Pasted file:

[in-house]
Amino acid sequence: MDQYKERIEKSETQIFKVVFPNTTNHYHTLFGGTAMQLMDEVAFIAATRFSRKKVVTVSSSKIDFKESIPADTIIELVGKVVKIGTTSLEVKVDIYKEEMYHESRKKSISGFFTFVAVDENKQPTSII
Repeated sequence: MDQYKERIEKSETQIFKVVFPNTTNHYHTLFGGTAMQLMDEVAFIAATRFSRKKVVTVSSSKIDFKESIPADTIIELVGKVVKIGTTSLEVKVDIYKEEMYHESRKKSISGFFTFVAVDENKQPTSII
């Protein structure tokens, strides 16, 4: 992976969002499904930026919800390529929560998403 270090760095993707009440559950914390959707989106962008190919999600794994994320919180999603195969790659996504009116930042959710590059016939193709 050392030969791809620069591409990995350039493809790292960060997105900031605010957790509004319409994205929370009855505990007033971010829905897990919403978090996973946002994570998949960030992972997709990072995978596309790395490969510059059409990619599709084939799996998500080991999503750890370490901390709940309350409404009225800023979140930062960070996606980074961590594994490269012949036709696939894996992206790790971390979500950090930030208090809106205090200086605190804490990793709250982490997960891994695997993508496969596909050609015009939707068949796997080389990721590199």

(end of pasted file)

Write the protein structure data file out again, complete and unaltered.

[in-house]
Amino acid sequence: MDQYKERIEKSETQIFKVVFPNTTNHYHTLFGGTAMQLMDEVAFIAATRFSRKKVVTVSSSKIDFKESIPADTIIELVGKVVKIGTTSLEVKVDIYKEEMYHESRKKSISGFFTFVAVDENKQPTSII
Repeated sequence: MDQYKERIEKSETQIFKVVFPNTTNHYHTLFGGTAMQLMDEVAFIAATRFSRKKVVTVSSSKIDFKESIPADTIIELVGKVVKIGTTSLEVKVDIYKEEMYHESRKKSISGFFTFVAVDENKQPTSII
């Protein structure tokens, strides 16, 4: 992976969002499904930026919800390529929560998403 270090760095993707009440559950914390959707989106962008190919999600794994994320919180999603195969790659996504009116930042959710590059016939193709 050392030969791809620069591409990995350039493809790292960060997105900031605010957790509004319409994205929370009855505990007033971010829905897990919403978090996973946002994570998949960030992972997709990072995978596309790395490969510059059409990619599709084939799996998500080991999503750890370490901390709940309350409404009225800023979140930062960070996606980074961590594994490269012949036709696939894996992206790790971390979500950090930030208090809106205090200086605190804490990793709250982490997960891994695997993508496969596909050609015009939707068949796997080389990721590199």